This can happen quite easily and adding too much rosemary can make a dish pungent and overpower the other flavors. Sometimes when recipes call for a few sprigs of fresh rosemary it can be very generic and we have found that fresh herbs may vary in intensity of flavor a lot.
The best way to solve the problem of adding too much rosemary to cooking is to remove it as soon as you realize your mistake. Or you can dilute it with adding more of other flavors. Alternatively you can dilute by doubling your portions, or adding tomatoes or even dairy products like sour cream.
Each of these solutions work well in different recipes and scenarios, so let’s look at each one in more detail to work out your best option.
Remove Rosemary From Your Cooking
First thing to do if you have added too much rosemary to a dish is to remove the stalks as soon as possible. Scoop them out and discard immediately. This is why tasting a dish as you cook it is so important. Some dishes do call for rosemary sprigs to be added at the start and then removed before the next stage, we have all forgotten to do this at one stage or another!
If you have accidentally sprinkled too many individual rosemary leaves into a dish then you can try the teaspoon method. Teaspoon upright and gently lower into the liquid and then the leaves float on to the spoon, scoop them out and discard. It is time consuming but it can help to reduce the overall pungency.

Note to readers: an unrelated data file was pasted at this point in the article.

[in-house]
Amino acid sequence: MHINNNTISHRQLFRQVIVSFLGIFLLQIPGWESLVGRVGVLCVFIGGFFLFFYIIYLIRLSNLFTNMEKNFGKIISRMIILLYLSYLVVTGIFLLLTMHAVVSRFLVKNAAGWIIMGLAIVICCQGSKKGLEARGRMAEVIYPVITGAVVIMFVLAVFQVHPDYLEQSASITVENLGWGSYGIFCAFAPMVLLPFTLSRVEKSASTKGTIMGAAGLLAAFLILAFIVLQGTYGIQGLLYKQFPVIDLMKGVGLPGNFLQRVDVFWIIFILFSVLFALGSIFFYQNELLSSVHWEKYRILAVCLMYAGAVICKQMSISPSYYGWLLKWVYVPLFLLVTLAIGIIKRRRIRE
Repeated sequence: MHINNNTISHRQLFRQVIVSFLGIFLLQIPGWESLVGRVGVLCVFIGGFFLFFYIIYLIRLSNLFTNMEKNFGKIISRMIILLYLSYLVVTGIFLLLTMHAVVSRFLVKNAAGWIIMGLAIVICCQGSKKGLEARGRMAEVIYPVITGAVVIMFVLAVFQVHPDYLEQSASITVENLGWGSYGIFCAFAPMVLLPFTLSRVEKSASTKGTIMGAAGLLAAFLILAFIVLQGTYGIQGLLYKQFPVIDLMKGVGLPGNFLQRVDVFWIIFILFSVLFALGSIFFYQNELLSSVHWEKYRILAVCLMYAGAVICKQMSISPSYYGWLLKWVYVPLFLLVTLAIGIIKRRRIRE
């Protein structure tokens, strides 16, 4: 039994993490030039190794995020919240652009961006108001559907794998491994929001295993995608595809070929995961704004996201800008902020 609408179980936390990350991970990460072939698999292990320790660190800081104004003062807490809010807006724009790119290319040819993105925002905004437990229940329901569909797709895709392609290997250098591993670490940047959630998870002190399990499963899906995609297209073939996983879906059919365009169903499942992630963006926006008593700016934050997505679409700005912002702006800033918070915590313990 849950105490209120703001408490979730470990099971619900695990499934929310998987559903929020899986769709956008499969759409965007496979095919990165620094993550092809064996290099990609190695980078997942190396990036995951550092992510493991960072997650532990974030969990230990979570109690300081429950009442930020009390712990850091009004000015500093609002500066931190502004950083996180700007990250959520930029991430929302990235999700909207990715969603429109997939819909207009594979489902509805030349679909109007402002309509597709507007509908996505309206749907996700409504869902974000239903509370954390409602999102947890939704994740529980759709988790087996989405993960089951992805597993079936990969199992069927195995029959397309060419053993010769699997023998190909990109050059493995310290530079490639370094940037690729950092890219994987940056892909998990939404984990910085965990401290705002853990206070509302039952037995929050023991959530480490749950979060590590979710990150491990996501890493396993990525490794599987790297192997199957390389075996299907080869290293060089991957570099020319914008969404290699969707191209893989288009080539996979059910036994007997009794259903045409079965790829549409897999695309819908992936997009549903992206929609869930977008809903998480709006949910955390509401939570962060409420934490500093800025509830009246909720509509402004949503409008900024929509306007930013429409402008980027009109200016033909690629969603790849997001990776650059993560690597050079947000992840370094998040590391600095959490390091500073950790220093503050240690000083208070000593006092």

Try To Dilute The Flavor Of Rosemary In Your Cooking
If it is dried rosemary that has been chopped then you will have to try and dilute the pungent flavor. This can sometimes mean adding more of the other highly flavored ingredients.
It can even be better to start again and make a batch up without any rosemary. Then mix together with your overly rosemary-ed dish when you get to the same stage in cooking. Finish the dish and then freeze half so that you still have one overall dish and one lot ready for another meal.
Basically this is me admitting that I make mistakes with flavors when I am recipe creating but do not want to waste any food. Experimenting with flavors can be great, but my family don’t hold any punches in taste testing!
A final option for diluting is either tinned tomatoes to add a bit of acidic flavor or even as you are getting ready to serve add in a healthy dollop of sour cream. I would say this works on stews quite well, but add extra of any other herbs before doing this as it can kill off your lighter flavors too. Rosemary can still be the dominant flavor if you don’t up the thyme or oregano too.
How To Avoid Adding Too Much Rosemary To Cooking
A common time to make mistakes for adding herbs and especially rosemary is when looking at conversions from fresh to dried. Or when looking at sprigs vs dried etc.
This is the ratio we follow when using rosemary, for flavor intensity and aroma. 1 Fresh Rosemary Sprig (4-5inches long) = 1 teaspoon fresh leaves. 3 Fresh Rosemary Sprigs = 1 tablespoon fresh Rosemary. 1 tablespoon fresh rosemary = 1 teaspoon of dried.
This can be an imperfect situation as sometimes you will sit your meat on fresh sprigs as opposed to using in a herb rub. In this case it is best to use your cooking intuition as this can mean a direct comparison will result in an overpowering flavor profile.
What Next & Further Reading
Hopefully you have found this useful and you can go on to develop your own family favorite recipes. Either way it is great to grow your own rosemary and other herbs. So why not subscribe to hear the latest news from us here at the Homegrown Herb Garden?
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